Panos Louridas focused on the increasing interaction between AI providers and the public sector. To start with, AI models exist thanks to data, including data that is collected, stored, and made available by public authorities. This raises new issues in the areas of intellectual property rights and authorship of data. For example, when an AI system instead of using the text or a line of an identifiable academic work, uses fragments of text or words, can the AI system even know its authorship? The public sector may also acquire an active role in improving the quality of AI systems. For example, models are trained with data in specific widely spoken languages (primarily English). Communities or cultures with less visibility in the data (“resource-lean languages”) will not be fairly represented. Louridas pointed out that public sector data creators can work with data providers to help enrich AI models in the case of resource-lean languages. Finally, developing AI models may be way too expensive for smaller actors to participate in the AI revolution. By pooling resources, public authorities could provide access not only to data but also to AI models themselves.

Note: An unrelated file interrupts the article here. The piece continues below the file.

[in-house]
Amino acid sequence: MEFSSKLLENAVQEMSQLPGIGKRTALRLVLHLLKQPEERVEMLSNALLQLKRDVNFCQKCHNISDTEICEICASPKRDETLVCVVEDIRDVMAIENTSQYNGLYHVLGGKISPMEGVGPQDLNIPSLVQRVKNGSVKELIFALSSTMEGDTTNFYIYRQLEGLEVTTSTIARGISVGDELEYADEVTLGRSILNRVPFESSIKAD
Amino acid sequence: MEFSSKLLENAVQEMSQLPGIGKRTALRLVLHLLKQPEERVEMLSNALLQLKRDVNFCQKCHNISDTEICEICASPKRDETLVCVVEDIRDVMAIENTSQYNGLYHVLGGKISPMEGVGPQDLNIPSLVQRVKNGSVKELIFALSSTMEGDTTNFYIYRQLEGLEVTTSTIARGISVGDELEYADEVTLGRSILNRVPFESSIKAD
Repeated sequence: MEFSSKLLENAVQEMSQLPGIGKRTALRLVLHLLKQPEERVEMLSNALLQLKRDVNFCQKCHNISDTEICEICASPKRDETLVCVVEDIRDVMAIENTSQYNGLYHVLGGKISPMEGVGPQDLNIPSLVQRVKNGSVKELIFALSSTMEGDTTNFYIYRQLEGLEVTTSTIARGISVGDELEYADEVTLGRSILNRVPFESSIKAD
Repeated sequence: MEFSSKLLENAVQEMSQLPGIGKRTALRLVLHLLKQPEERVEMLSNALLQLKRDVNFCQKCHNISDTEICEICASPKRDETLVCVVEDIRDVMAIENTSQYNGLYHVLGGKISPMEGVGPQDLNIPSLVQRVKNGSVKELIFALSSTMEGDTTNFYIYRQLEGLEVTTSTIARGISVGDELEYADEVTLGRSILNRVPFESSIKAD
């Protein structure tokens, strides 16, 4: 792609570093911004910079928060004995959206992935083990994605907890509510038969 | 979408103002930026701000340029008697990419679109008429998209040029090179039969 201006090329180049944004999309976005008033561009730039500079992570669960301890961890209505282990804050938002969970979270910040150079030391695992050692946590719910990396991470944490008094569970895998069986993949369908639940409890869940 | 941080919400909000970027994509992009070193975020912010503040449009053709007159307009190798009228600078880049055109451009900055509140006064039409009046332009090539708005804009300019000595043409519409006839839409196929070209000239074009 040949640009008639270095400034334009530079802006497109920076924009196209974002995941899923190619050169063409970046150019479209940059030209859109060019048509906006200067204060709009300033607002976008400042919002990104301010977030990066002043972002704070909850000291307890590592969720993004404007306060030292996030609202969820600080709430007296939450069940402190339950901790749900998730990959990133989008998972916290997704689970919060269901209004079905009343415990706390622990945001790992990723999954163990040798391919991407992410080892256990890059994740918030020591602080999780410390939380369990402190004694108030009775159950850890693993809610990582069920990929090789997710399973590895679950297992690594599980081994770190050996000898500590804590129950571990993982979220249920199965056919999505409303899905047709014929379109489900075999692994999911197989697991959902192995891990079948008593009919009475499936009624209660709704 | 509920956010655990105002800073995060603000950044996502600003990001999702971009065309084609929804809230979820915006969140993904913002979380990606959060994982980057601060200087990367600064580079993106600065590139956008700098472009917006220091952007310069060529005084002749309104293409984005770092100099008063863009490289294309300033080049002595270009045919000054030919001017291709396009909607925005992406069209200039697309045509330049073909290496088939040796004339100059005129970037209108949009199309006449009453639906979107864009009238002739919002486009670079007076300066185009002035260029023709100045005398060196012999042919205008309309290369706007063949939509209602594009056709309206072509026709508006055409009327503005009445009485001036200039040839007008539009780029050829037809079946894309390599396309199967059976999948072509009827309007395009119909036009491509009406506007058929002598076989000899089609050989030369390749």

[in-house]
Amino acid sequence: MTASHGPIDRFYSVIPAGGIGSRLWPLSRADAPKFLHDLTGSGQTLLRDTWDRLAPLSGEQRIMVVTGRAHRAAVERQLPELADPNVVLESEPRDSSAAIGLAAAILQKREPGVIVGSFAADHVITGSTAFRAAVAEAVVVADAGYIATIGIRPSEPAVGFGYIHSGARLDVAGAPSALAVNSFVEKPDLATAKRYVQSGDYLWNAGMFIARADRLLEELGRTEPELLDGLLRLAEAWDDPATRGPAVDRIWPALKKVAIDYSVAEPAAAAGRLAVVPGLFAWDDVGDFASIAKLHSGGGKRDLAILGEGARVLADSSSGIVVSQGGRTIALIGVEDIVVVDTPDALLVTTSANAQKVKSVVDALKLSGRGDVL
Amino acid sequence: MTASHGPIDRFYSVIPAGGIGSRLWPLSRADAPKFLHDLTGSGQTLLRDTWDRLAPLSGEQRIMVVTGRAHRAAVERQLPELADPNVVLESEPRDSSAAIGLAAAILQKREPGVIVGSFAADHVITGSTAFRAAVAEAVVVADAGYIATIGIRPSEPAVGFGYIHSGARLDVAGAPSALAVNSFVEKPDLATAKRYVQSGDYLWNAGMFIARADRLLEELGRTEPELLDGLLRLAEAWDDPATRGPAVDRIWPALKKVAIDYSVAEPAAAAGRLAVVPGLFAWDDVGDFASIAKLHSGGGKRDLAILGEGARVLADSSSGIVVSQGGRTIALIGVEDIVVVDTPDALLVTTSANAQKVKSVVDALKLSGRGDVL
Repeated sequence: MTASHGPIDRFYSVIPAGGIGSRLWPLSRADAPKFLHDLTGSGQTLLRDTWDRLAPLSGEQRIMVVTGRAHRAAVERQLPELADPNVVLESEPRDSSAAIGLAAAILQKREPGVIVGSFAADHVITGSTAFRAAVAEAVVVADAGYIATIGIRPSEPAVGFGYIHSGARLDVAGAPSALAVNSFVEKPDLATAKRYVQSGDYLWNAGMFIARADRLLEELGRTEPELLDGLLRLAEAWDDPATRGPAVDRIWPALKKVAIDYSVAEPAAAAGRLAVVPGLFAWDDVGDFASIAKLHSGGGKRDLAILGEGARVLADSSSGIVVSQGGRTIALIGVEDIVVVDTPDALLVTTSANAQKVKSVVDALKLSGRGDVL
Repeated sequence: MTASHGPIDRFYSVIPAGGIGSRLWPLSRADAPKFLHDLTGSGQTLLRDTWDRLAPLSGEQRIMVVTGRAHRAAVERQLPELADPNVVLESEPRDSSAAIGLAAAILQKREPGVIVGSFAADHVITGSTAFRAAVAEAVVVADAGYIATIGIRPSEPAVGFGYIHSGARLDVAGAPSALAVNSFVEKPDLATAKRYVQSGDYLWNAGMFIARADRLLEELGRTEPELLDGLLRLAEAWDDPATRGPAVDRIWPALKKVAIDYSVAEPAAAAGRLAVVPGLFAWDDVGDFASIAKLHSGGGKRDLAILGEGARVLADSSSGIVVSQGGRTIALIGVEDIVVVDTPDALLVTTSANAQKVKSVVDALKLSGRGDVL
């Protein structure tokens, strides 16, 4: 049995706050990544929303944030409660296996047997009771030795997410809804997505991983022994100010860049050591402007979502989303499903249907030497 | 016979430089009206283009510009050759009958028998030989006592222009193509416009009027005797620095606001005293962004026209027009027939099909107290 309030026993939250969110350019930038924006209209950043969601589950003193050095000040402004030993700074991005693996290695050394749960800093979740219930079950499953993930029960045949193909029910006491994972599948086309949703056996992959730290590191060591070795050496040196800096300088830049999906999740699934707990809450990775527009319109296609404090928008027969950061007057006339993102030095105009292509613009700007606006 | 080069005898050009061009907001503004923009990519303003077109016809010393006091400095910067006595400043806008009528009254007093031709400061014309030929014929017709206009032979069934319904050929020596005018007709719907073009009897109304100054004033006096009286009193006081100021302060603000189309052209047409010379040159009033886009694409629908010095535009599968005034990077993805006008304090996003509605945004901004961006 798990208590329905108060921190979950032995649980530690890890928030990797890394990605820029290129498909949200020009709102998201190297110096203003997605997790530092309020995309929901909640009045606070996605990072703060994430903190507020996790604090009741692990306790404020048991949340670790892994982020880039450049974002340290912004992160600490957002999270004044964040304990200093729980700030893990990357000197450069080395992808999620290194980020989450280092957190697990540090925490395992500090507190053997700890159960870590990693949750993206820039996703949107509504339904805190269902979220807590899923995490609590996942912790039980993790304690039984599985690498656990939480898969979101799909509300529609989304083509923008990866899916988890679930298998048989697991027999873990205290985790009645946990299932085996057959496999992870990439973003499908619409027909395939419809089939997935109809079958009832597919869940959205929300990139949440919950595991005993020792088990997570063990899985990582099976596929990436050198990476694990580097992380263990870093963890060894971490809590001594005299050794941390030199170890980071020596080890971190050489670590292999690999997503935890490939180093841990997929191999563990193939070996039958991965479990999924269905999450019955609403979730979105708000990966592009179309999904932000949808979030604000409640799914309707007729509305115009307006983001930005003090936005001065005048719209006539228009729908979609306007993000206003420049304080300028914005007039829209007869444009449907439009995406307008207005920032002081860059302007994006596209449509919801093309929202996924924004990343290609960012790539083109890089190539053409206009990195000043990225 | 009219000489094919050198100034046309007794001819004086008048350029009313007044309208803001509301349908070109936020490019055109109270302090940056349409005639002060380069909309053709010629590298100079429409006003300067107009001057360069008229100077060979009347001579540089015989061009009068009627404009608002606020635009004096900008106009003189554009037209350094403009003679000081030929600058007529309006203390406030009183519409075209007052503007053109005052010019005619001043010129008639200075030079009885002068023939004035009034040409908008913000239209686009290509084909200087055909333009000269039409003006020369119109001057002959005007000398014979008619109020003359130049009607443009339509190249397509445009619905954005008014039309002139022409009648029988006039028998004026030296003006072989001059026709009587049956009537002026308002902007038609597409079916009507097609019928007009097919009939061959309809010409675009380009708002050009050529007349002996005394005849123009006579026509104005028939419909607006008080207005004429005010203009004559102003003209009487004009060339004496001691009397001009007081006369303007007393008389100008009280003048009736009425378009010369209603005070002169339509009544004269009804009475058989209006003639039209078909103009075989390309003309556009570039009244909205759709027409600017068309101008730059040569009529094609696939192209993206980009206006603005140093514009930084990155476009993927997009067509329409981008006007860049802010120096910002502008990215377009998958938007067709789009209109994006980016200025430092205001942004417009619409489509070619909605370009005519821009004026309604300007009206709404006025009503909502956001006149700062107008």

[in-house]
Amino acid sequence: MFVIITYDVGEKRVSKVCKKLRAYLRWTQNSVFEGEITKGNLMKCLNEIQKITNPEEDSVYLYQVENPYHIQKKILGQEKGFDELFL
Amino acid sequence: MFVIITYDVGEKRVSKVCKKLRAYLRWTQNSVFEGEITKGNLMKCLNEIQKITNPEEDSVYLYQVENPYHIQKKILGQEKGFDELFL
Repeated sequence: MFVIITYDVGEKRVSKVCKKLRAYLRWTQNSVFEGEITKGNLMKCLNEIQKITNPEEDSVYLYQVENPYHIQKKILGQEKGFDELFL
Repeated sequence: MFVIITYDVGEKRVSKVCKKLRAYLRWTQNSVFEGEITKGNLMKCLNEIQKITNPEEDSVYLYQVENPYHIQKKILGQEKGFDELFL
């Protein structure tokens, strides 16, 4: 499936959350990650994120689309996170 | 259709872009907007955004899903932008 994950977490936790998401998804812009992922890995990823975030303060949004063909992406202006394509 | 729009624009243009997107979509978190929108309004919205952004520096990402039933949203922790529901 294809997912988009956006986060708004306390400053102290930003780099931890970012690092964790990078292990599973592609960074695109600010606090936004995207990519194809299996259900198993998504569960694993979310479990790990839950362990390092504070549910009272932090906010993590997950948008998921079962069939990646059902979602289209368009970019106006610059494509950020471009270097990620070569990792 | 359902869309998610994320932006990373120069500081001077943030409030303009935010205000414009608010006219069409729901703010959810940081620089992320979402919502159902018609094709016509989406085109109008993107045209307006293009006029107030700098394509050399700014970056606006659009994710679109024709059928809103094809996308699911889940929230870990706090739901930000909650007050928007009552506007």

Summing up, both panels not only highlighted various risks associated with AI, but also pointed out numerous opportunities and constructive recommendations for the future of AI governance. We are excited to announce that on November 14th, the PromethEUs network will host a follow-up workshop in Brussels, where we will delve deeper into these critical topics. Additionally, we will present the finished policy paper on the AI Act, incorporating the insights and discussions from the Lisbon event. We look forward to seeing you there!